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Enterprise Liability and the Common Law


  • Date Published: January 2014
  • availability: Available
  • format: Paperback
  • isbn: 9781107630109

£ 24.99

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About the Authors
  • Theories of enterprise liability have, historically, had a significant influence on the development of various aspects of the law of torts. Enterprise liability has impacted upon both statutory and common law rules. Prime examples would include laws on workmen's compensation and products liability. Of late, in a number of jurisdictions, enterprise liability has been a powerful catalyst for change in the employer's responsibilities towards third parties by prompting changes to the law on vicarious liability. The results have been seen most dramatically where the employer's responsibility for the intentional torts of employees is concerned. Recent common law reforms have not been without controversy and have raised difficult and challenging questions about the appropriate scope of an employer's responsibility. In response to this, Douglas Brodie offers a critique of the employer's common law obligations, both in tort and under the law of contract of employment.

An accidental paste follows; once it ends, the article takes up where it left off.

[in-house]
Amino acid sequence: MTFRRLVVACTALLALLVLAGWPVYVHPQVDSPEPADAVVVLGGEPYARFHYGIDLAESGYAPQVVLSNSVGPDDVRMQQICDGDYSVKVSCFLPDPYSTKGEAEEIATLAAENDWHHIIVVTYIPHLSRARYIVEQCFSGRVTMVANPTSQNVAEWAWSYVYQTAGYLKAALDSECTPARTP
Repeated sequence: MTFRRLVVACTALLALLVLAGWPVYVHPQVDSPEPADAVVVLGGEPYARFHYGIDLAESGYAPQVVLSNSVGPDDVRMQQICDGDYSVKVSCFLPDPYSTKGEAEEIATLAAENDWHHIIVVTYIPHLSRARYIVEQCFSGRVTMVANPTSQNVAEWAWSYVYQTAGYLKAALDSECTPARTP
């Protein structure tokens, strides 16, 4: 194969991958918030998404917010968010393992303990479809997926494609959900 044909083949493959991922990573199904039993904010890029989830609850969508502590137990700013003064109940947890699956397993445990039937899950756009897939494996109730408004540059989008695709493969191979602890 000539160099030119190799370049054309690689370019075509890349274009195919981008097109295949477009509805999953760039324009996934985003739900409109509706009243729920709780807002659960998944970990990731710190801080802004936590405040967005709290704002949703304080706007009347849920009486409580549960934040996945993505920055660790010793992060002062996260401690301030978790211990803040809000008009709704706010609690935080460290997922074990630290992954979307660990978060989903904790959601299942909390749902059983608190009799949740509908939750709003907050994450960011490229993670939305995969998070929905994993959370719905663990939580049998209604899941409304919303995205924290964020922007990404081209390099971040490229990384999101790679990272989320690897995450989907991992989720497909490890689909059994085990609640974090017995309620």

• Offers a new perspective on corporate social responsibility
    • Comparative approach will appeal to readers in jurisdictions such as the UK, Canada and Australia
    • Assesses likely trends in the development and reform of common law
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    Reviews & endorsements

    '[This] book offers a rich comparative analysis of case law from the UK, Canada, Australia and the United States, revealing the similarities and differences between these common law jurisdictions and showing the direction that law reform is taking. With an admirable depth of research, the discussion proceeds systematically through a series of questions the determination of which depends on, or can be explained by reference to, theories of enterprise liability.' Wanjiru Njoya, The Edinburgh Law Review

    'The great strength of Enterprise Liability and the Common Law is its clear-eyed account of the implications of a firm commitment to enterprise liability, as opposed to fault liability. Upon reading it, one is compelled to ask oneself just how firm that commitment ought to be.' Alistair Price, The Cambridge Law Journal

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    Product details

    • Date Published: January 2014
    • format: Paperback
    • isbn: 9781107630109
    • length: 204 pages
    • dimensions: 229 x 152 x 11 mm
    • weight: 0.28kg
    • availability: Available
  • Table of Contents

    1. Introduction
    2. The reception of Bazley
    3. Enterprise risk
    4. The risk and the individual
    5. The enterprise
    6. The borrowed employee
    7. Independent contractors
    8. Transferring the burden: the employer's right of indemnity
    9. Risk and the employment relationship
    10. Enforcement of the employment contract
    11. Enterprise liability and non-delegable duties
    12. Fundamental obligations
    13. Concluding remarks.

  • Author

    Douglas Brodie, University of Edinburgh
    One of the UK's leading labour lawyers, Douglas Brodie is Professor of Employment Law and Head of School at Edinburgh University's School of Law.

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